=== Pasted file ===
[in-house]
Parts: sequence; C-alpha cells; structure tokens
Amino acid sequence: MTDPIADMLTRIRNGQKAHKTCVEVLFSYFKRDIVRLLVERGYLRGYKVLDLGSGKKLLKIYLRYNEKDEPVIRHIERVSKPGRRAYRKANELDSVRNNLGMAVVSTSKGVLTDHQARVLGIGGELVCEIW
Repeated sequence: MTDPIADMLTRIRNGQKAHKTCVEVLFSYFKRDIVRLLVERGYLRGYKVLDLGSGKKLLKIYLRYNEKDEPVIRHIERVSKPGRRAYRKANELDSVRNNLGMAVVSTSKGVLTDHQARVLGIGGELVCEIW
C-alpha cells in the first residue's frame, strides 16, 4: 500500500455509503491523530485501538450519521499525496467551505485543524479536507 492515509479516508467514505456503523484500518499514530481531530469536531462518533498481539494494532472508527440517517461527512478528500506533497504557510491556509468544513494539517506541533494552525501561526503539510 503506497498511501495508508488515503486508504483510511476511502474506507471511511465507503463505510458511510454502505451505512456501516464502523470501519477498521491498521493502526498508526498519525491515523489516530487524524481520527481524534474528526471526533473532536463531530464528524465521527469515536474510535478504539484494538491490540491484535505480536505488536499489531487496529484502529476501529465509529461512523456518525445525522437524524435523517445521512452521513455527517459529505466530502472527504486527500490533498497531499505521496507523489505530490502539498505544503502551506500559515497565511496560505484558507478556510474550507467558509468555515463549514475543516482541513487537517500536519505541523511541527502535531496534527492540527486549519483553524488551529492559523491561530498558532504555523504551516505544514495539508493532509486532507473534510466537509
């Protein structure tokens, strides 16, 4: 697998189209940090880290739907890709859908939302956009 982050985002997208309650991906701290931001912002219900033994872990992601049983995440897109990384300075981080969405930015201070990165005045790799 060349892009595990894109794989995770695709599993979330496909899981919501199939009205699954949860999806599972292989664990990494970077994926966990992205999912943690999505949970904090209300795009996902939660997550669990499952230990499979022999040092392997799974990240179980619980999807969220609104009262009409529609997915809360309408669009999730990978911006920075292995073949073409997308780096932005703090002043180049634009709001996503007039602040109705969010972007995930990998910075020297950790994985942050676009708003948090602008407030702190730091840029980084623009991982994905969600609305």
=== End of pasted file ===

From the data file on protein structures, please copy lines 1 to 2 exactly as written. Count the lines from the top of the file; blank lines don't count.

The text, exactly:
[in-house]
Parts: sequence; C-alpha cells; structure tokens